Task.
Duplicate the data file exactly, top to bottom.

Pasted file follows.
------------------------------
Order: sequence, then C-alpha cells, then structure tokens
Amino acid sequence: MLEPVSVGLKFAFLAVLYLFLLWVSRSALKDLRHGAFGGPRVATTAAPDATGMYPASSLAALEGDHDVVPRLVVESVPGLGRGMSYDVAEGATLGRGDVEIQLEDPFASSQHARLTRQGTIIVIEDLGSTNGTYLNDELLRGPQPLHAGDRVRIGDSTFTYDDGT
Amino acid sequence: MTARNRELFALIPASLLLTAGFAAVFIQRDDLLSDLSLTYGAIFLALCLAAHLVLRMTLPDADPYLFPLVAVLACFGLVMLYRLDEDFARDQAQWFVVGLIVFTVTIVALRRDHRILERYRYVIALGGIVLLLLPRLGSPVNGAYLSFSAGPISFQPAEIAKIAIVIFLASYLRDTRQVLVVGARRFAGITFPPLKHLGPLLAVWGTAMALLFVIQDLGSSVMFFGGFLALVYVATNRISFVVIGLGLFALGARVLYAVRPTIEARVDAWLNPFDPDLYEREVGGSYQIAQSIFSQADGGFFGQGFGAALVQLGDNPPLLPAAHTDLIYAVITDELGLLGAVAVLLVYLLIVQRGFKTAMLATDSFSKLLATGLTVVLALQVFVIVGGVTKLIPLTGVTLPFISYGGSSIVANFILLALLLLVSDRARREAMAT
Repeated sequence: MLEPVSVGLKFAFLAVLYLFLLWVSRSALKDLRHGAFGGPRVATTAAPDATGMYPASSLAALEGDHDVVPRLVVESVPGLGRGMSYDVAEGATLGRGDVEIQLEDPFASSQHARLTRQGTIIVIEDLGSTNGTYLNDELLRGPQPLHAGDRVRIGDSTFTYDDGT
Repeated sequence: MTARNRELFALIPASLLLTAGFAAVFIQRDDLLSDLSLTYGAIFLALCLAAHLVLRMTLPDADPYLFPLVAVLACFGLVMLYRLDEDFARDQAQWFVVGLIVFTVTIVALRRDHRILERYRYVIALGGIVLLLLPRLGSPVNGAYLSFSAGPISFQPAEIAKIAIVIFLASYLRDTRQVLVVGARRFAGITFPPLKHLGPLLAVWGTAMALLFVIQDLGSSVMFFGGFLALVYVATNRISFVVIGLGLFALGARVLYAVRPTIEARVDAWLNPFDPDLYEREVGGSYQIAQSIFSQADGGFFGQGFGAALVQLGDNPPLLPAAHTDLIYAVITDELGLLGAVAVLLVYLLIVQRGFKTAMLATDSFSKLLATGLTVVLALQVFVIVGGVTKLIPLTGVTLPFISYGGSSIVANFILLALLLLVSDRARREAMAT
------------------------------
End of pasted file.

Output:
Order: sequence, then C-alpha cells, then structure tokens
Amino acid sequence: MLEPVSVGLKFAFLAVLYLFLLWVSRSALKDLRHGAFGGPRVATTAAPDATGMYPASSLAALEGDHDVVPRLVVESVPGLGRGMSYDVAEGATLGRGDVEIQLEDPFASSQHARLTRQGTIIVIEDLGSTNGTYLNDELLRGPQPLHAGDRVRIGDSTFTYDDGT
Amino acid sequence: MTARNRELFALIPASLLLTAGFAAVFIQRDDLLSDLSLTYGAIFLALCLAAHLVLRMTLPDADPYLFPLVAVLACFGLVMLYRLDEDFARDQAQWFVVGLIVFTVTIVALRRDHRILERYRYVIALGGIVLLLLPRLGSPVNGAYLSFSAGPISFQPAEIAKIAIVIFLASYLRDTRQVLVVGARRFAGITFPPLKHLGPLLAVWGTAMALLFVIQDLGSSVMFFGGFLALVYVATNRISFVVIGLGLFALGARVLYAVRPTIEARVDAWLNPFDPDLYEREVGGSYQIAQSIFSQADGGFFGQGFGAALVQLGDNPPLLPAAHTDLIYAVITDELGLLGAVAVLLVYLLIVQRGFKTAMLATDSFSKLLATGLTVVLALQVFVIVGGVTKLIPLTGVTLPFISYGGSSIVANFILLALLLLVSDRARREAMAT
Repeated sequence: MLEPVSVGLKFAFLAVLYLFLLWVSRSALKDLRHGAFGGPRVATTAAPDATGMYPASSLAALEGDHDVVPRLVVESVPGLGRGMSYDVAEGATLGRGDVEIQLEDPFASSQHARLTRQGTIIVIEDLGSTNGTYLNDELLRGPQPLHAGDRVRIGDSTFTYDDGT
Repeated sequence: MTARNRELFALIPASLLLTAGFAAVFIQRDDLLSDLSLTYGAIFLALCLAAHLVLRMTLPDADPYLFPLVAVLACFGLVMLYRLDEDFARDQAQWFVVGLIVFTVTIVALRRDHRILERYRYVIALGGIVLLLLPRLGSPVNGAYLSFSAGPISFQPAEIAKIAIVIFLASYLRDTRQVLVVGARRFAGITFPPLKHLGPLLAVWGTAMALLFVIQDLGSSVMFFGGFLALVYVATNRISFVVIGLGLFALGARVLYAVRPTIEARVDAWLNPFDPDLYEREVGGSYQIAQSIFSQADGGFFGQGFGAALVQLGDNPPLLPAAHTDLIYAVITDELGLLGAVAVLLVYLLIVQRGFKTAMLATDSFSKLLATGLTVVLALQVFVIVGGVTKLIPLTGVTLPFISYGGSSIVANFILLALLLLVSDRARREAMAT